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About Jeremiah

Birth: April 6 - Upstate New York Education: Savannah College of Art and Design Bachelor of Fine Art - 2003 Masters of Architecture - 2003 Member AIA National since 2004 Member AIA Florida since 2004 Member AIA Jacksonville since 2004 Member Emerging Design Professionals Jacksonville since 2006 Emerging Design Professional President 2009-2010 View all posts by Jeremiah

3 responses to “oil:water as architecture:politics

  • La Femme Architecte

    Interesting post but I have to say that since architecture is a service oriented profession, I don’t see how it can mix politically. I don’t think it does. Architects will design and build whatever their clients want, whether they are rich individuals who is not interested in higher taxes, or the government who wants to stir up the country’s economy by investing in it’s various infrastructure.

    No architect is going to turn down a job because of politics or policy, or begin to debate a client who has opposing political allegiances. If anything, the client will seek out the “proper” architect by doing their own research, which may include your political allegiances.

    Whatever your political views are, it should not interfere with how you practice professionally. An architect is hired to provide a service, not deliver a lecture laced with politics and religion. Your political views are your own, not your professional responsibility.

    • Jeremiah

      I agree, and your comment is at the heart of my point of why architects/architecture and politics don’t mix. But, like religion, politics does influence how and why we make decisions as individuals both personally and professionally. These are two of the Big Three never to be discussed in bars (politics religion and money), and for very good reason. More to my point is that we as Architects need to put aside our personal political allegiances in order to advocate as a profession for the best interests, or greater good, or our cities and our country as it pertains to architecture and construction. I tried explaining this in my post and perhaps I failed.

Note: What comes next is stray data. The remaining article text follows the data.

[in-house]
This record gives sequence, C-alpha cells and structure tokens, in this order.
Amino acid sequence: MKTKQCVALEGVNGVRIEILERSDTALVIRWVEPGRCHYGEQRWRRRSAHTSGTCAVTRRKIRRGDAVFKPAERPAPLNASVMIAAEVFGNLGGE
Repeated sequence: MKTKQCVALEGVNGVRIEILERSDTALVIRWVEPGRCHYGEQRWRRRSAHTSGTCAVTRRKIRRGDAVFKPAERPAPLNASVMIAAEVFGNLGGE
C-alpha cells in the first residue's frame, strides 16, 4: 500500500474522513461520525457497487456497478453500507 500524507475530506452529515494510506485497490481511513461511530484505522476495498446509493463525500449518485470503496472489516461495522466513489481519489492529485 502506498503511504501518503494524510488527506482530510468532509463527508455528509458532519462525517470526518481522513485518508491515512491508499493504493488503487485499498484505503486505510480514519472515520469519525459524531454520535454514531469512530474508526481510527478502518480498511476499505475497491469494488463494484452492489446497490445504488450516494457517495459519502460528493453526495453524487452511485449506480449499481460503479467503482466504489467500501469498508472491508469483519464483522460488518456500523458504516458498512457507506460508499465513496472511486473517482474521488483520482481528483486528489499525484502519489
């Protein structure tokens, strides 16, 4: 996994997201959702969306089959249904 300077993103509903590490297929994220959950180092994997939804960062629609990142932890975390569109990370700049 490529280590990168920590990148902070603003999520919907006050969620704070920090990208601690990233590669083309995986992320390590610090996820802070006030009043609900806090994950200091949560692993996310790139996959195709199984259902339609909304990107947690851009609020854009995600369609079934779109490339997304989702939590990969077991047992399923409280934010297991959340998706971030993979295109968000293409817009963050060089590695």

And while I agree that our profession and politics don’t mix (hence the post), I also think that we have to, just as any other profession should, that is effected by policy (i.e. doctors, lawyers, dentists, veterinarians, street sweepers, the guy that changes out the urinal cakes). Like it or not politics and policy effect us all and the general public is not going to be on the up and up when it comes to policy decisions that would have an effect on our industry. I believe that it is our professional responsibility to advocate for our industry. This, in my not so humble opinion, is part of the service that we provide our clients to ensure that projects can be built safely, effectively and economically. If we’re not advocating, then who is? Who should?

  • La Femme Architecte

    I agree whoever is leading our society and policies effect our profession as with any profession although I think it is interesting that you raise the issue that architects should lobby on behalf on our clients to design and build safely, effectively, and economically. I think effective and economical is subjective and I don’t believe it can be governed. I also think it defeats America’s capitalistic mantra. I agree that we should design and build safely but there are many moments where the client doesn’t want that. Not many architects have the guts to object to the client’s wishes.

    I think what you are suggesting is difficult without it causing conflict of interest.